When I first received my job offer from NPH Bolivia, it seemed that most of my time would be spent teaching children new subjects and skills, something that I was happy to do; however, one misconception that I had was that the people I would be serving would be uneducated.
Well, imagine my surprise when one of the kids here, Maximiliano, explained that he knew much more than I. “Usted no sabe nada,” which literally translates to “You do not know anything.” While it comes off a bit rude, it was actually quite true.
He would use this phrase for anything: a word I didn’t know in Spanish, a Bolivian holiday that I didn’t know existed, or ways to butcher pigs, kill snakes, and hand-cut grass. All of which were things he knew, and I did not.
It took me almost four months to realize that fulfilling my job description, teaching English and music, not only wasn’t enough for the kids, but it wasn’t enough for me either. I eventually realized that the best way I can help the children that I work and live with is to love them as powerfully as I can every single day.
It is the job description of no one here at our home, but at the same time it is the responsibility of every staff member and volunteer.
Many of our kids come from abused or neglected backgrounds. To show them what true love looks like has been my greatest challenge. Love starts with a connection, like kicking around a soccer ball or helping with math homework, and advances toward empowerment and support.
It is an incredible feeling when one of my students is giving up on a piano piece because it’s too difficult and my words are the ones that encourage them to keep trying. Experiences like this, albeit small, teach me how impactful my support can be on the children here at NPH.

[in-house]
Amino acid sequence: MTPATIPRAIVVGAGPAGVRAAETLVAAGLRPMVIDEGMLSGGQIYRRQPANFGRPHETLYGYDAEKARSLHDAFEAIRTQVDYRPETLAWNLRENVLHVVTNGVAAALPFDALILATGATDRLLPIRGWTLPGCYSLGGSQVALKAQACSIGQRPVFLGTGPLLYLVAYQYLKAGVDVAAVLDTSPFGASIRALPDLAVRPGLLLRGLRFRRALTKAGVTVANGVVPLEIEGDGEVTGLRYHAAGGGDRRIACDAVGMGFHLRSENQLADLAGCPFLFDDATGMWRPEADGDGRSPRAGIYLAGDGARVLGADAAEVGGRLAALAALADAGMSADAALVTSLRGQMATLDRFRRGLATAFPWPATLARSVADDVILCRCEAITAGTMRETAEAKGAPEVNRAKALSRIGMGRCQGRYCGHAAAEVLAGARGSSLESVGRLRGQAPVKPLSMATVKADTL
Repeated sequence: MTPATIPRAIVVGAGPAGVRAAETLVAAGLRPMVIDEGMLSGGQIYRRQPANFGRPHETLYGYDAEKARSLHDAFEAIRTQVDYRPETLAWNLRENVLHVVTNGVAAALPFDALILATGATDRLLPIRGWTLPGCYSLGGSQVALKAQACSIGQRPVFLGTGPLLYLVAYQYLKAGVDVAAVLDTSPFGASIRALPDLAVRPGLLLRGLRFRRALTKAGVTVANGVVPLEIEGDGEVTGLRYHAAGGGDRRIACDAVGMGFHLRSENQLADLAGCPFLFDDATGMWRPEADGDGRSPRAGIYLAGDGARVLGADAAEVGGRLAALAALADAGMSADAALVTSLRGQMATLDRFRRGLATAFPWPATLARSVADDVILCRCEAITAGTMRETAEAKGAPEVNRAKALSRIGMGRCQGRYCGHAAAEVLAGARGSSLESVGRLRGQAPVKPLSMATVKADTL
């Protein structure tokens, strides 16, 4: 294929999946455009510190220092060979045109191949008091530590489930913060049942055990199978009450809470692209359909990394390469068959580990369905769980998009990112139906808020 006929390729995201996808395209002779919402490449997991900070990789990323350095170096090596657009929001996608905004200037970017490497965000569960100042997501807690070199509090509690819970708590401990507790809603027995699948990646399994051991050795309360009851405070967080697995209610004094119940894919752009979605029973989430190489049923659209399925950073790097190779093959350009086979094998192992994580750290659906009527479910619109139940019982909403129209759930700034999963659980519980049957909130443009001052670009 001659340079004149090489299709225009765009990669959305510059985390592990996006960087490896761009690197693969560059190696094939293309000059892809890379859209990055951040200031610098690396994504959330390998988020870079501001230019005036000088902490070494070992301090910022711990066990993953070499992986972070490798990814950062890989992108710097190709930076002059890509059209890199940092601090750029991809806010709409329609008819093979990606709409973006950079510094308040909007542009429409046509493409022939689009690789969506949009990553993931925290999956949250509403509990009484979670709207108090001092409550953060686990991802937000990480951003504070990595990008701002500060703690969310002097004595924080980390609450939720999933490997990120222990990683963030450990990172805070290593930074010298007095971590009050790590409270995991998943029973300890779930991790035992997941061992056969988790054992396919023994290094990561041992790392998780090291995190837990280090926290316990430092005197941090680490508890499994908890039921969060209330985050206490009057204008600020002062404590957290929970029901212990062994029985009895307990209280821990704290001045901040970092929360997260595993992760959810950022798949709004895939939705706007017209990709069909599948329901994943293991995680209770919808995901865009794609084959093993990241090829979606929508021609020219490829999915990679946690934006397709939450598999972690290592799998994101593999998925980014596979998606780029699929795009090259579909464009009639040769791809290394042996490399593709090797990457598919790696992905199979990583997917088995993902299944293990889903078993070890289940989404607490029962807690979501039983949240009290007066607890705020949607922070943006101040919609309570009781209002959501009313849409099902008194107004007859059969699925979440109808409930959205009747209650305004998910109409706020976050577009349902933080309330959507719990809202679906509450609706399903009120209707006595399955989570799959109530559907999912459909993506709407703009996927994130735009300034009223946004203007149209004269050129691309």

The hardest part of loving our children unconditionally, however, is when I need to show them tough love. When a child calls me a bad word, cheats during an exam, or refuses to do their chores, I have to sit them down and explain to them why their behavior is unacceptable. This can be difficult, uncomfortable, and even awkward, but I do it because truly loving someone means wanting them to be the best possible person that they can be.
While I knew I was capable of loving the children here, I certainly wasn´t expecting to fall in love. Every volunteer has a house of kids that they spend most of their time with. My house is San Francisco, filled with 10 to 12-year-old boys. It took a while for them to trust me, and even longer to respect me, but every moment with them is one that I cherish.
With nine months under my belt, and eight months left in my service, a part of me is excited to go home to Chicago, sleep in my own bed, pig out on American food, and be with family and friends; however, there is a bigger part of me that is devastated to leave and explain to my boys why I won´t be tucking them in every night anymore. It will be one of the hardest things I will have to do.
The role of the volunteer is ever changing, flexible, challenging, and certainly not for everyone. But the goal of the volunteer is to love fiercely and powerfully for the short time that they are present in these kids’ lives. I hope that I will have accomplished that goal by the time I leave.
(Children’s names have been changed to protect their privacy.)